Posted October 8, 2014, By Lucy Mann, Director of Social
At their recent children’s publishing conference, The Bookseller announced that UK children’s books have made £187.9 million in the first eight months of 2014, with 37 million children’s books sold. If this continues through to the end of the year, it will be the best year ever for children’s books in the UK!
The Bookseller’s conference was packed full of fantastic speakers and presentations. I've done my best to include as many highlights and tid-bits from the day as I could fit into one blog post!
Ann-Janine Murtagh from HarperCollins Children’s Books set the tone for the day with an inspirational keynote. Murtagh said that even though stories are being used more than ever before, it is the Children’s book industry that is at the forefront of the ‘story’ game. She joked that you couldn’t even buy a pack of bacon without reading the story of the local farmer.
This reminded me of when I was flat hunting a while back and I noticed that estate agents were including the ‘story’ of the current owners in their adverts –detailing why they loved the property and (of course) why they were gutted to be leaving it. It felt like a cheap tactic, but I have to admit it worked. Suddenly the properties were hooking me in emotionally. And all because they told a story.
Michael Acton-Smith from Mind Candy (creators of Moshi Monsters) mentioned that 90% of apps make their revenue from in-app purchases, which is an issue for the children’s app space. Just creating the content isn’t the only challenge though – it’s actually being able to find it. Smith identified that a challenge for children’s content creators was the incredibly crowded app space. Bev Humphrey, a literacy and technology consultant, aptly said that what most app stores need is a librarian.
A discussion also took place on how technology can impact a story. Author and book critic Nicolette Jones spoke about how technology can interfere with the story in most apps. Kate Wilson, MD of Nosy Crow, later published a blog post defending story apps.
One of the biggest trends spoken about was the rise of Young Adult (YA) books. They excitingly are up 24% this year alone, and that’s without including The Fault in Our Stars by John Green, which was not classified as a YA book in the UK.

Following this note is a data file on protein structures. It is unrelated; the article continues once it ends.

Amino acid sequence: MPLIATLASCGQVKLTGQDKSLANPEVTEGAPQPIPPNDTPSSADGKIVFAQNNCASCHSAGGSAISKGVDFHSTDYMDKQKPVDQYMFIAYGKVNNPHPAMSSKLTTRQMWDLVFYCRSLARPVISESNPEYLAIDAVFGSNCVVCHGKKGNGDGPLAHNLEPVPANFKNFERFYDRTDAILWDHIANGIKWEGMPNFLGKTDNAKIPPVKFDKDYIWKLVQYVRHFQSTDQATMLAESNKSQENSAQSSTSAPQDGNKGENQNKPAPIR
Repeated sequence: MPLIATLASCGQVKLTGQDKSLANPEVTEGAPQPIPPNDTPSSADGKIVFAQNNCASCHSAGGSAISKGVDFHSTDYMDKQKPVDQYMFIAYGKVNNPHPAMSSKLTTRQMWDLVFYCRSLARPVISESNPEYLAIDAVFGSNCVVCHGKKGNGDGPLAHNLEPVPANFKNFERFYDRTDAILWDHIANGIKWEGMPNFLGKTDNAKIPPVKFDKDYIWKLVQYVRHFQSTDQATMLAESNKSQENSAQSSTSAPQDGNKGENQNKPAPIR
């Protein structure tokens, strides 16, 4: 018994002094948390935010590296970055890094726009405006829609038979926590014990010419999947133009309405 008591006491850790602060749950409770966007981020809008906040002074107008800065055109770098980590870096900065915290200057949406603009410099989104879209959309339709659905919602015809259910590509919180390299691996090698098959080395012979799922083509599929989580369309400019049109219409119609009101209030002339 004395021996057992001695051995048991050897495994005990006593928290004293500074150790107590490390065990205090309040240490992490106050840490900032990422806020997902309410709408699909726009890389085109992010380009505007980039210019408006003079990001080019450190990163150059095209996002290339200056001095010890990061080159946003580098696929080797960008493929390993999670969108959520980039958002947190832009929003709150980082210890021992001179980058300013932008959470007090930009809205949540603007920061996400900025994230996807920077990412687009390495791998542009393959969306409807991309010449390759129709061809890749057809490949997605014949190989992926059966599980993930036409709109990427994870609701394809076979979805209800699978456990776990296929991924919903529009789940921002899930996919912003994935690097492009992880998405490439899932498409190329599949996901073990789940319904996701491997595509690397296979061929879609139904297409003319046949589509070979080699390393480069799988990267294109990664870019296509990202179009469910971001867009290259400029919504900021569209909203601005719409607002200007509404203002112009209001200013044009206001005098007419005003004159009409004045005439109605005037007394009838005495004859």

Some other trends that were identified were:
Ask most people what the biggest challenge in children’s publishing has been over the last few years and they’ll most likely say it’s digital. Digital has changed how children consume content and stories. And with all the digital noise that surrounds children at the moment, how does the publishing world continue to cut through?
Ann-Janine Murtagh commented that ‘children will always want to explore the world in narrative form’ and I couldn’t agree more. Children crave experiences that match their level of development, be it through a screen or through something tangible. It’s the publisher’s role to continue to understand their audience and to ensure brilliant stories reach them.
Other challenges that were identified throughout the day included:
Hot Key Books digital coordinator, Sanne Vliegenthart, gave the audience insight into the world of book reviewers on YouTube, called Booktubers. Her own channel, Books and Quills, has over 111,000 subscribers and the Hot Key Books YouTube page is equally as fantastic with monthly book release round-ups, a book club, author interviews, advice on how to get a job in children’s publishing and lots more.
Social media isn’t just about speaking to your audience though; it’s also about listening to what they are saying. Publishers can learn a lot by listening to what their fans are saying in social, and it might not always be what they expect.
Finally, author Matt Haig summed it up by saying that he thought social media was the best thing to happen to ever happen to writers (and as part of #teamsocial here at Kids Industries I can’t help but agree!).
By the end of the day we’d heard from authors, publishers, librarians, booksellers, agents, publicists, research directors, and that’s just to name a few! My brain was full to the brim with fantastic new information and lots of ideas on how we can help the publishing world connect with their young audiences.
As I was leaving something that Ann-Janine Murtagh said in her keynote stuck with me. She’d said that the power of the story in the world we live in has never been so valuable, and I couldn’t agree more.